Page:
Sunday, September 18, 2022
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APRA to modernise the prudential architecture


The Australian Prudential Regulation Authority (APRA) has outlined its approach to modernising the prudential architecture, as it works to make the regulatory framework clearer, simpler, and more adaptable in a rapidly changing economic and technological environment.

APRA’s approach for the multi-year program has been outlined in an information paper released on Monday, so banks, insurers, and superannuation funds would know what to expect from the program over the coming years, including an upcoming new guide for directors on bank boards.

The paper also sets out the regulator’s intention to shortly begin industry engagement on key initiatives in the program through workshops and surveys, commencing with the main industry associations.

APRA said the program will be focused on ensuring prudential standards and guidance are easier to navigate, understand, and implement, exploring how to use technology to better support regulation, and developing new approaches to tackle emerging risks and new business models on the regulatory perimeter.

Over 2022, APRA has been building the foundations for the program, with several modernisation initiatives already underway, including its first prudential standard to strengthen operational resilience, which will replace five current standards.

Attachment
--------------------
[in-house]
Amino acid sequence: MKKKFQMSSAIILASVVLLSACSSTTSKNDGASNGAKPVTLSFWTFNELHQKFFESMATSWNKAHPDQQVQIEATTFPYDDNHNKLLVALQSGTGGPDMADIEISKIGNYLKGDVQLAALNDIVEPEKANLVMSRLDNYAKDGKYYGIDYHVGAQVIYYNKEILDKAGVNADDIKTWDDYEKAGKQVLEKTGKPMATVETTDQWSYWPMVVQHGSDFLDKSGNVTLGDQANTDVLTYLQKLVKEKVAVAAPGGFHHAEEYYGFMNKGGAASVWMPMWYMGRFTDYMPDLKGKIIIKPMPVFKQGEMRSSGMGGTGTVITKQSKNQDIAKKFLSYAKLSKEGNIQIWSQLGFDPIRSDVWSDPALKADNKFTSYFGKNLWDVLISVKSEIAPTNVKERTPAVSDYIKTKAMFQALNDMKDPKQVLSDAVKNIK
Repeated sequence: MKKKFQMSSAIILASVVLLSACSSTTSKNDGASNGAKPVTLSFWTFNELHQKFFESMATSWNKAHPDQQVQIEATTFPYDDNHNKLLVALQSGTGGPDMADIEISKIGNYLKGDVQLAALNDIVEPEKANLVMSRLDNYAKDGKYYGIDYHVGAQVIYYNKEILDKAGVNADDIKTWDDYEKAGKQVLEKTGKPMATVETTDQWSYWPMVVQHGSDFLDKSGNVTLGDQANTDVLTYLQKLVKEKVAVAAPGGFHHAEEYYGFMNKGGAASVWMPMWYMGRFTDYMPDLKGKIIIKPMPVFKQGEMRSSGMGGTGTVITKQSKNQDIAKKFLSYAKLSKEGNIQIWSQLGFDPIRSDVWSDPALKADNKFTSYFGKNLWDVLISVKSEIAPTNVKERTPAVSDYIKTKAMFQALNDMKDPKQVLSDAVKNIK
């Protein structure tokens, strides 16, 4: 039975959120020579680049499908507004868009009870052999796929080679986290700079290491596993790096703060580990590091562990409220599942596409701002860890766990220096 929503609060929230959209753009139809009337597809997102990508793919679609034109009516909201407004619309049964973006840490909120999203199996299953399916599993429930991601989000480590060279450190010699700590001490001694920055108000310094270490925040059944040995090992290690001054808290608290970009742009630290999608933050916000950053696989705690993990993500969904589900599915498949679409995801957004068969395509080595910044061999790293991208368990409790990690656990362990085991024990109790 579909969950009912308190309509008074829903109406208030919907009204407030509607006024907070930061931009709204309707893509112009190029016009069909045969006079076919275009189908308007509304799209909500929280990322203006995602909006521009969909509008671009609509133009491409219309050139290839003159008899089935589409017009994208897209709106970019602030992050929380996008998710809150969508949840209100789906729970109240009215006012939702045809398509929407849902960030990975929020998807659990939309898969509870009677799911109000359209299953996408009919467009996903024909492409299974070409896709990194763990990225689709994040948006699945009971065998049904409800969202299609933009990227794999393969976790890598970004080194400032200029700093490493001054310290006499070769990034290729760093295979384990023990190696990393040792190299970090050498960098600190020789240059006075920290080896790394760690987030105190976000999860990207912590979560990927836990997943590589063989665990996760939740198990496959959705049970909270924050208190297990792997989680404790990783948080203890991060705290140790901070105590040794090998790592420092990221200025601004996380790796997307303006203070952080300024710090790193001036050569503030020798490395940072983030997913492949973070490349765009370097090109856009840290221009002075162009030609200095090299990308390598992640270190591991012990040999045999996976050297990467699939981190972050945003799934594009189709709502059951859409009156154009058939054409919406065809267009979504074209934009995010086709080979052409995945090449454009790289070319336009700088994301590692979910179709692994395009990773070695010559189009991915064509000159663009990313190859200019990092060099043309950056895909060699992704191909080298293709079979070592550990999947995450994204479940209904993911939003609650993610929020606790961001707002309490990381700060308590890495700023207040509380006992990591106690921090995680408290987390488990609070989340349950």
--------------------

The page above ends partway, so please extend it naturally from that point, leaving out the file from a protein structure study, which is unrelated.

APRA Chair Wayne Byres said that since the regulator’s creation in 1998, the prudential framework has become more complex, and in turn, more challenging for entities to follow, with 140 prudential standards and prudential practice guides now covering the five APRA-regulated industries – as well as letters, information papers, and FAQs.

“We need to ensure the framework is clear, simple, and adaptable, to continue to be effective in setting minimum standards for banks, insurers, and superannuation funds as technology, business models, and community expectations change,” Byres said. “Our end-goal is a digital framework that will be easier for industry to understand and comply with, and for APRA to supervise and maintain – and ultimately to better protect Australians’ financial interests.”

Click here to access the information paper.

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